If want to get more out of your next flu shot or COVID-19 vaccination, an early study hints at a simple way: Take a long, brisk walk afterward.
Researchers found that when people exercised moderately for 90 minutes right after either vaccination, their bodies produced more infection-fighting antibodies over the next month.
The findings are preliminary, stressed researcher Marian Kohut, a professor of kinesiology at Iowa State University in Ames.
She said it’s not clear whether the ramped-up antibody response translates into a lower infection risk, or longer-lasting protection.
But the findings — published in the May issue of the journal Brain, Behavior, and Immunity — add to evidence that being physically active may enhance the body’s response to vaccination.
The study involved 70 people who were randomly assigned to either exercise or not, right after receiving a flu shot or their first dose of the Pfizer COVID-19 vaccine.
The exercisers aimed for a moderate intensity — walking briskly, jogging or riding a stationary bike. Some of the flu-shot recipients worked out for 45 minutes, but the rest kept at it for 90 minutes.
While 90 minutes might sound like a long time to sweat, it was chosen for a reason, Kohut said: In previous work, the researchers found that amount of exercise may churn up an immune system chemical called interferon alpha, which helps generate virus-fighting antibodies and T cells.
The researchers found that 90 minutes did, indeed, have an effect.
People who exercised that long generally produced more infection-fighting antibodies after receiving either the flu or COVID shot, relative to the comparison group. Those who worked out for only 45 minutes showed no such advantage.
“This finding is a very interesting one, with potential clinical impact,” said Dr. Aaron Glatt, chief of infectious diseases at Mount Sinai South Nassau in Oceanside, N.Y.
But like Kohut, he said the big question is whether the antibody boost makes a difference in infection risk.
At the very least, there was no harm from exercising right after vaccination, noted Glatt, who was not involved in the study. People in the exercise groups reported no additional vaccine side effects.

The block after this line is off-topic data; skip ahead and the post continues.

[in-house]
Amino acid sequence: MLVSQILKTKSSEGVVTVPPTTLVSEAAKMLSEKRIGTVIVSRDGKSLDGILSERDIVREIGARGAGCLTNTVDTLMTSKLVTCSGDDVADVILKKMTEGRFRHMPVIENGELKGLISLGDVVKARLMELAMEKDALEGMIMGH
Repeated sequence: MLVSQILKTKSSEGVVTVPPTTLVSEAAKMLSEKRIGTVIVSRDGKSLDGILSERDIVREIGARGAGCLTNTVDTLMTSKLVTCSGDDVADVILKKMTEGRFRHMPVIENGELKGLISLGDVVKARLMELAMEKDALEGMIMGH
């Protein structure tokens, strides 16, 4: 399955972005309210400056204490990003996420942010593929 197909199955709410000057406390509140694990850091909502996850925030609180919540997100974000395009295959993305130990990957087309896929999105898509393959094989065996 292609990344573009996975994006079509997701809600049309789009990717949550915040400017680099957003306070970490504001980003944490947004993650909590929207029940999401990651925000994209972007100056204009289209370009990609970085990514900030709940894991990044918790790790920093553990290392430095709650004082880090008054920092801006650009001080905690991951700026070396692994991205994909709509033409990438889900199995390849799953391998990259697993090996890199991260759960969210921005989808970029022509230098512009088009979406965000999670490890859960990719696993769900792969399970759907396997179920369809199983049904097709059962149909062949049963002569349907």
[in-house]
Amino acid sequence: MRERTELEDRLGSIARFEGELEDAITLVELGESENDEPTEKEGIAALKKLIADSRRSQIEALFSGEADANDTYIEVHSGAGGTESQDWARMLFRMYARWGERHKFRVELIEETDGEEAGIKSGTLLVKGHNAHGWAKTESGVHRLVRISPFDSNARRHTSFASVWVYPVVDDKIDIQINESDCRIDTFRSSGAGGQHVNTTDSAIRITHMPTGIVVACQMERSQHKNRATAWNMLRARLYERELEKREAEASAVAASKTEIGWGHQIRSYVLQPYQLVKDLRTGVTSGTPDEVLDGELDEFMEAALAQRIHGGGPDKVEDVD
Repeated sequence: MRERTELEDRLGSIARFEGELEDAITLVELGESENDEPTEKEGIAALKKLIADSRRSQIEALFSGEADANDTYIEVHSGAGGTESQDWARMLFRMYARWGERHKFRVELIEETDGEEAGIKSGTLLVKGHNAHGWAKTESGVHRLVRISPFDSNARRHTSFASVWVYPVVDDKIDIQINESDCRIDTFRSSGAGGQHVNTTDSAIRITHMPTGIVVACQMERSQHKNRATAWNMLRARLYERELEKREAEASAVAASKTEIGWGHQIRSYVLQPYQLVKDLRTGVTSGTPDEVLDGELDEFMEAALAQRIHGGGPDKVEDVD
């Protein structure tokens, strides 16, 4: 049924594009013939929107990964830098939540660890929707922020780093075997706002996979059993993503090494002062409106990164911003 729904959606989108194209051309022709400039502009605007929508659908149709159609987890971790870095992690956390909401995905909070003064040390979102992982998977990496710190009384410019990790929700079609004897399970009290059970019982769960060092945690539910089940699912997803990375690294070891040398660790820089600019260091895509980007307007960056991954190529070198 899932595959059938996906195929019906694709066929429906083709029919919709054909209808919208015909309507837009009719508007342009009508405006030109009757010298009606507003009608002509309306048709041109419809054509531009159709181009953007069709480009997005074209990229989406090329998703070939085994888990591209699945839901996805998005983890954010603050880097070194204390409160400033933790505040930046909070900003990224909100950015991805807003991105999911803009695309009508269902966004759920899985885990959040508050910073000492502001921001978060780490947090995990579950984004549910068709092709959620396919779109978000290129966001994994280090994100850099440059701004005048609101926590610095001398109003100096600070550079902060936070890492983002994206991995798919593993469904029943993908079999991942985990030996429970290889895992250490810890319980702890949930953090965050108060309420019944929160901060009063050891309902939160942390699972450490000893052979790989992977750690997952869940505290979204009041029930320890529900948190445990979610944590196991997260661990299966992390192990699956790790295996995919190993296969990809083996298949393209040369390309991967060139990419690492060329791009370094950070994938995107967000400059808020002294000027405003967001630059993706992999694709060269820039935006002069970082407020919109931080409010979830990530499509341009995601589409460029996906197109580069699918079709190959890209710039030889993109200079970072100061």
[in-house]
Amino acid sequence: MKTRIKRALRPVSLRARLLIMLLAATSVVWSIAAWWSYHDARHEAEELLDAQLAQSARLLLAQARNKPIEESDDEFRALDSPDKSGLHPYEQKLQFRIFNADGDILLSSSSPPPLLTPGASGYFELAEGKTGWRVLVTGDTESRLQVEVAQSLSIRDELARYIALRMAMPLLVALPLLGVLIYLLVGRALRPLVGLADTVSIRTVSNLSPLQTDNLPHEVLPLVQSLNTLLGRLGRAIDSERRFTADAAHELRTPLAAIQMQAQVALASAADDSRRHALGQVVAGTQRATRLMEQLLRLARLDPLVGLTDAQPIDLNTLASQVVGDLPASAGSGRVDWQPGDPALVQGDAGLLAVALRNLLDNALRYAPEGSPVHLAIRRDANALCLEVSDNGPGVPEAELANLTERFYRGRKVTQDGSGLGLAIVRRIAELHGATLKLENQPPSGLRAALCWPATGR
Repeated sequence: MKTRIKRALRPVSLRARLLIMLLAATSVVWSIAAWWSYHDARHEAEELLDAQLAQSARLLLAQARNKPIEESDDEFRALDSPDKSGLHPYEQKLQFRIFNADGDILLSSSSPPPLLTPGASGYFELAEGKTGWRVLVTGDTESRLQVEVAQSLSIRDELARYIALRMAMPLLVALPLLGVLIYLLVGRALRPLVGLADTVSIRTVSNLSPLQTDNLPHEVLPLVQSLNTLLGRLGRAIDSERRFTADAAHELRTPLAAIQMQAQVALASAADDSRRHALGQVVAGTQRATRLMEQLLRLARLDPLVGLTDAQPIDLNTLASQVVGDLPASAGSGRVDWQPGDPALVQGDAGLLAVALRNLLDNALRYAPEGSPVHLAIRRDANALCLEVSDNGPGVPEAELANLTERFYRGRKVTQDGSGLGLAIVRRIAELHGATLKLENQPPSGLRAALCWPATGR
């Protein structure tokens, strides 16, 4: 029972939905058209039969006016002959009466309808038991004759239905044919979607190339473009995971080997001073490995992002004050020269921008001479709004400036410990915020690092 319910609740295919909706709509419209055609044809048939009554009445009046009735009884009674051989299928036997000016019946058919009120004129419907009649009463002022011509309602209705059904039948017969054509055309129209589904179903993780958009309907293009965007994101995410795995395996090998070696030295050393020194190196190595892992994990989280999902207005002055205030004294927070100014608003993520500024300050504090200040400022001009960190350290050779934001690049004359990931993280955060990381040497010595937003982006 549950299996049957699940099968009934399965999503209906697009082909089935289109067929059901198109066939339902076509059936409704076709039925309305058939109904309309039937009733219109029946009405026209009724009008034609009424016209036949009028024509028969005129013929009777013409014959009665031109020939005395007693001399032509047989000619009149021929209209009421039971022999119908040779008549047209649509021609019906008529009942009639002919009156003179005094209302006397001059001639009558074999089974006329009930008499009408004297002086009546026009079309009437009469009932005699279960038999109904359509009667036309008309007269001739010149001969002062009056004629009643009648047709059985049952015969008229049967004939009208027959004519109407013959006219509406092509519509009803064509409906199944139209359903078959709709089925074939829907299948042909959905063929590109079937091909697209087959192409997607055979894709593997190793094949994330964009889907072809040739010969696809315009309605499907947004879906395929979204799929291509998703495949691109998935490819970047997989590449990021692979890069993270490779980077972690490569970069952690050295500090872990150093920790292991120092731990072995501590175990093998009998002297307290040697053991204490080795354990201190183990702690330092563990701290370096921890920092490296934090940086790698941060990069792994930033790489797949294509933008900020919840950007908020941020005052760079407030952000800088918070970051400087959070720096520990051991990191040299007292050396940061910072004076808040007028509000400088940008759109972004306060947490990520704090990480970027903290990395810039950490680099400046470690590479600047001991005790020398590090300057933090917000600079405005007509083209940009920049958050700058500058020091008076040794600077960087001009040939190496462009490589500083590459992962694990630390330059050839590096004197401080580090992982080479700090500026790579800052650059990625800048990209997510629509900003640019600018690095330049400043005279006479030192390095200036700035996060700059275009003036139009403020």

The study participants were not especially athletic, and about half were overweight or obese, Kohut said. However, all had been regularly active before participating in the trial — getting moderate to vigorous exercise at least twice a week.
Kohut said she would not recommend a 90-minute burst of post-vaccination activity to anyone who is sedentary.
“These findings don’t surprise me at all,” said Dr. Robert Sallis, a family and sports medicine physician at Kaiser Permanente Medical Center in Fontana, Calif.
That’s because many studies have now linked physical activity to a lesser risk of severe COVID-19. Sallis led one of those studies, which tracked almost 50,000 Kaiser Permanente patients.
It found that being sedentary was one of the main risk factors for severe COVID-19 — with only older age and a history of organ transplant having a stronger impact.
On average, inactive people were over twice as likely to be hospitalized or die of COVID-19, compared with people who’d been getting the recommended amount of exercise pre-pandemic. (That meant 150 minutes of moderate to vigorous exercise a week.)
Lesser amounts of exercise were also linked to a lower risk of severe COVID-19, Sallis said — even after other risk factors, like chronic health conditions, obesity and smoking, were taken into account.
Sallis sees exercise as a vital tool for protecting ourselves from a range of diseases, including severe COVID-19. “It’s free, and readily available to everyone,” he said.
But it is no replacement for COVID-19 vaccination, the experts stressed.
“The vaccine is the most powerful weapon we have,” Sallis said. Based on the new findings, he added, exercise “might make it work even better.”
Why might that be? In an experiment with lab mice, Kohut’s team found that interferon alpha might play a role: In mice that had their interferon alpha production blocked, exercise did not enhance the antibody response to vaccination.
But, Kohut said, there are likely multiple reasons behind the exercise effect.
The researchers are continuing to follow the study participants’ longer-term antibody response. They also want to test the effects of 60 minutes of exercise, which might be more feasible for many people.
Another question, Kohut said, is whether exercise can have similar effects after people get a COVID booster — as the immune system has already been exposed to two doses of the vaccine.
The American Heart Association has advice on physical activity.
SOURCES: Marian Kohut, PhD, professor, kinesiology, Iowa State University, Ames; Aaron Glatt, MD, chief, infectious diseases, Mount Sinai South Nassau, Oceanside, N.Y., and professor, medicine, Icahn School of Medicine at Mount Sinai, New York City; Robert Sallis, MD, family and sports medicine physician, Kaiser Permanente Medical Center, Fontana, Calif.; Brain, Behavior, and Immunity, May 2022, online
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